BRASÍLIA—Brazilian President Dilma Rousseff marshaled supporters on Thursday in an effort to discredit the impeachment proceedings opened against her on Wednesday as a partisan sham aimed at toppling a democratically elected leader.
Brazilians appeared to be divided over whether a move for impeachment would end the political gridlock that has prolonged Brazil’s painful recession, or would deepen the sense of crisis and inertia, especially if the process drags on for months.
Ms. Rousseff’s administration wasted no time lining up lawmakers to block the motion for impeachment made Wednesday evening by Eduardo Cunha, the speaker of Brazil’s lower house of congress. The impeachment request alleges her administration cooked the government’s books in 2014 and 2015 to disguise a growing budget gap, allegations she repeatedly has denied.
At a Thursday afternoon news conference in the nation’s capital, Jaques Wagner, Ms. Rousseff’s chief of staff, said the government will fight the proceedings in congress and in the Supreme Court and “show what the facts are.”
Mr. Wagner accused Mr. Cunha of using the threat of impeachment to divert attention from his own legal woes and as a means to hang onto the speakership as a house ethics committee ponders whether to strip him of his post. Prosecutors allege Mr. Cunha pocketed millions in bribes in connection with a graft scandal centered on oil giant Petróleo Brasileiro SA, PBR 4.95 % or Petrobras. The speaker has denied the accusations against him.
Mr. Wagner said the political confrontation between the rival political camps had entered a new stage. “We are leaving the backstage and moving on to the main stage,” he said. “That puts an end to blackmailing.”
Congressman Paulo Pimenta, a member of Ms. Rousseff’s leftist Workers’ Party, or PT, told reporters that a group of lawmakers will soon file a request at the Supreme Court to nullify the impeachment proceedings. They intend to argue that charges that Ms. Rousseff breached the country’s fiscal-responsibility law are baseless.
Mr. Cunha, of the center-right Brazilian Democratic Movement Party, on Thursday said that by levying impeachment charges, he was fulfilling a constitutional role. He played down speculation that his and Ms. Rousseff’s well-known and long-running personal feud played a part in his decision to launch impeachment proceedings, while acknowledging that he and the Workers’ Party “live in constant friction.”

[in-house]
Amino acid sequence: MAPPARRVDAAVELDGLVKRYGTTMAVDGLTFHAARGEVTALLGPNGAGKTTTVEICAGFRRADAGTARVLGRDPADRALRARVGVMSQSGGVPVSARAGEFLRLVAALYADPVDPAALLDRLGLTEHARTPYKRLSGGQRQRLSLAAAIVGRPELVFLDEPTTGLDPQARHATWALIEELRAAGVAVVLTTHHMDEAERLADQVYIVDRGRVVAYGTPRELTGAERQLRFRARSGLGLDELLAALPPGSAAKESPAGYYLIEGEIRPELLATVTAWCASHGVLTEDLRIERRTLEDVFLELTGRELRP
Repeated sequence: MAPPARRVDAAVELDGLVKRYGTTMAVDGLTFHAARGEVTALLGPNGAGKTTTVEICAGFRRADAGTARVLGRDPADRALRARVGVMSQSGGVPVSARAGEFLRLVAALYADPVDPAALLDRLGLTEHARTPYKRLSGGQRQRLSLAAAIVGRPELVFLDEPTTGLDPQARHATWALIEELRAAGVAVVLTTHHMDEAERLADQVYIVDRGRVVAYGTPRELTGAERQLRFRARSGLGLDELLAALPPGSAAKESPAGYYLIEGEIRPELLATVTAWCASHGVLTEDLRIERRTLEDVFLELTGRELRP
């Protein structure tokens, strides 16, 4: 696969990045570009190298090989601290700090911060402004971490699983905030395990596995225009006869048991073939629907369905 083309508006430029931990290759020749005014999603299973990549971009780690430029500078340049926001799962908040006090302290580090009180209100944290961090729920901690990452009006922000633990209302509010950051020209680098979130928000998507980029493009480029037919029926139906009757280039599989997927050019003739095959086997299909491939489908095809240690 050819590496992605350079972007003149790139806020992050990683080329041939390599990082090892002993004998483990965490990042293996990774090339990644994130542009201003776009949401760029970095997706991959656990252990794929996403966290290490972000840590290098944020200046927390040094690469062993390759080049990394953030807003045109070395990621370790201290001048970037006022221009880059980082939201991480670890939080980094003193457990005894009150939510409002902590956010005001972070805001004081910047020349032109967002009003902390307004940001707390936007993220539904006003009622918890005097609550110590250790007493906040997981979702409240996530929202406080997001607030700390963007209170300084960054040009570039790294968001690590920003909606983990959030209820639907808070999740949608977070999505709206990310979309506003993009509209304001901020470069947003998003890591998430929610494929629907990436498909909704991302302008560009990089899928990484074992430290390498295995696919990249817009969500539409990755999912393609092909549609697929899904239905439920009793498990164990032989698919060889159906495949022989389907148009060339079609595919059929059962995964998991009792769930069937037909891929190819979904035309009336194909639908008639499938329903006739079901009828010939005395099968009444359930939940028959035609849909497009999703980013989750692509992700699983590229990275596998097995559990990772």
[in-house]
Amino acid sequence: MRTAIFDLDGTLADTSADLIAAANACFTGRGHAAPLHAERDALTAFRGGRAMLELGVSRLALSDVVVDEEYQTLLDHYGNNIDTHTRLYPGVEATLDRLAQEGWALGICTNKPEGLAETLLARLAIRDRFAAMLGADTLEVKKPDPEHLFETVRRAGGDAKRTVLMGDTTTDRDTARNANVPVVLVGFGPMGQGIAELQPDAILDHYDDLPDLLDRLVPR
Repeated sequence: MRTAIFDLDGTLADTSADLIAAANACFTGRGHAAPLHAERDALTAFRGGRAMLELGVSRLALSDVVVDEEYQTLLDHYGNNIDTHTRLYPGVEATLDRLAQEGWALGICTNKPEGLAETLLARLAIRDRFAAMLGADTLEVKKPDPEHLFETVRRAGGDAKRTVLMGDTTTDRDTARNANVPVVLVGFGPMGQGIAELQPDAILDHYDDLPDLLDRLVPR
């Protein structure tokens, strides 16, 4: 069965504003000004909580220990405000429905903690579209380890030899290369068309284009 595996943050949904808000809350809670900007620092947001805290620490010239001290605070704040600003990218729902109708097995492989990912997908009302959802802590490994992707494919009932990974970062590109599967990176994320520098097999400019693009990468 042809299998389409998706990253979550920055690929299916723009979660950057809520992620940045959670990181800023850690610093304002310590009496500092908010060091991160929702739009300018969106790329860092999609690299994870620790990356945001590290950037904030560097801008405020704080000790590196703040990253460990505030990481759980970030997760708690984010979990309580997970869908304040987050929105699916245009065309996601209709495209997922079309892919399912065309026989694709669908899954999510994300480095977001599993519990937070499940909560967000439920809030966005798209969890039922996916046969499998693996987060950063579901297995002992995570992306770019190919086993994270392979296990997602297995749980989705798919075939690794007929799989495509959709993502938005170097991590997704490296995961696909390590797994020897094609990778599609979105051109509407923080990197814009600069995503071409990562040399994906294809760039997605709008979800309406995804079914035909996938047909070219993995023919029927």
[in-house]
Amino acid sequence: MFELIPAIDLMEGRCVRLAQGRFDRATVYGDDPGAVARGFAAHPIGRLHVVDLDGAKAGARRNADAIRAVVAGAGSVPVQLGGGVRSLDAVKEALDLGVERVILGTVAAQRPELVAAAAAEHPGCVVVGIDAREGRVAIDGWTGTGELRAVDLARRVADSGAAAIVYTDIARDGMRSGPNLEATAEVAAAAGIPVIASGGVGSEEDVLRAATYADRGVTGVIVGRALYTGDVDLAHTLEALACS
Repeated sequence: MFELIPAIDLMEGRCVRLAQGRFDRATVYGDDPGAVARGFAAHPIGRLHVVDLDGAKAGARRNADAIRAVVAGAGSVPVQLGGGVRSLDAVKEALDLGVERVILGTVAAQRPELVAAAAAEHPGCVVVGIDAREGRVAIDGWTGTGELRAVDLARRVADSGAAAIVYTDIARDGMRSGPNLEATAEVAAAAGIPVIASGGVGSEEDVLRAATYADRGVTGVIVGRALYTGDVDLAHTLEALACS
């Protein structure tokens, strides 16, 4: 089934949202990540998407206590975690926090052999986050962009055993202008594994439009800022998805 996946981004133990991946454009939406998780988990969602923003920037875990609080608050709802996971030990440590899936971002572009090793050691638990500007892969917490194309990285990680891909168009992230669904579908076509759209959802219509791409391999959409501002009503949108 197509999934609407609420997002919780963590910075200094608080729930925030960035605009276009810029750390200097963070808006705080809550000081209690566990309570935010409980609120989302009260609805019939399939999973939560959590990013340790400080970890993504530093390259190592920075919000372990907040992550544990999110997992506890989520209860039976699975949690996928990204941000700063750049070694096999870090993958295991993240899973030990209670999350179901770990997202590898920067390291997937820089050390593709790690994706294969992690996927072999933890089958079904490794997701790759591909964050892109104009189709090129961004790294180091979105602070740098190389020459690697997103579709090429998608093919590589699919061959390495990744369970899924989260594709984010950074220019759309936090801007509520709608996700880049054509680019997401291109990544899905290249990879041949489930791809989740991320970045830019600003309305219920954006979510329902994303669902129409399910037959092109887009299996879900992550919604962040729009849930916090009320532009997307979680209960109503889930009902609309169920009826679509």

Mr. Cunha said he would call a vote Monday evening to make a final decision on who will be on the special committee that will conduct the first phase of the impeachment process.
Parties were discussing Thursday who they would name as candidates for the committee, which could include as many as 65 representatives. The committee will gather information, hear Ms. Rousseff’s defense and produce a final report that will go for a vote by the entire Chamber of Deputies. If two thirds of the deputies agree, the case would move on to a trial in the Senate, at which the head of the Supreme Court would preside.
If the impeachment proceedings go forward, they would be Brazil’s second since the nation returned to democracy in 1985. In 1992, then-President Fernando Collor resigned as an impeachment proceeding appeared set to remove him from power.
Markets responded positively to the prospect that the unpopular Ms. Rousseff could be ousted. The Brazilian real strengthened against the dollar, and Brazil’s main stock index surged 4.2% on Thursday.
Brazil’s economy shrank 4.5% in the third quarter from a year earlier, and the government is wrestling with rising unemployment, high inflation and soaring deficits. Standard & Poor’s in September downgraded the nation’s credit rating to junk, and there are fears that other credit-rating firms will follow. Investors and economists blame Ms. Rousseff’s big-spending policies and government intervention in the economy.
With her personal approval ratings hovering near all-times lows at around 10%, and several high-ranking members of her Workers’ Party ensnared in the Petrobras dragnet, Ms. Rousseff has been unable to garner congressional support to pass economic reforms that could help shore up Brazil’s shaky finances.
But some business interests fear that the impeachment process will prolong Brazil’s economic woes by sowing more political turmoil and financial uncertainty.
“2016 is already a lost year, and depending on this process, how long it will take, we also can lose 2017,” Lawrence Pih, departing president of Pacific Mill, one of the nation’s largest wheat processors. “Now it’s a matter of time to have a rating cut by Moody’s and Fitch.”
Luciano Rostagno, Latin America strategist at São Paulo-based Mizuho Bank of Brazil, rated the odds of impeachment at 50-50, and said the process would distract congress’ attention from fixing the economy.
“I do not see Dilma having a government turnaround, since the population has lost much confidence in the current government,” Mr. Rostagno said.
Political analysts and government officials also differed on the likelihood of Ms. Rousseff ultimately stepping down from the presidency.
Maílson da Nóbrega, a former Brazilian finance minister and partner in the consultancy Tendências Consultoria of São Paulo, said that Ms. Rousseff could emerge strengthened from the process, which could enable her to rebuild her power base.
“The chances of survival of Dilma of this process of impeachment are great because the arguments against it are very fragile,” Mr. Nóbrega said.
—Rogerio Jelmayer contributed to this article.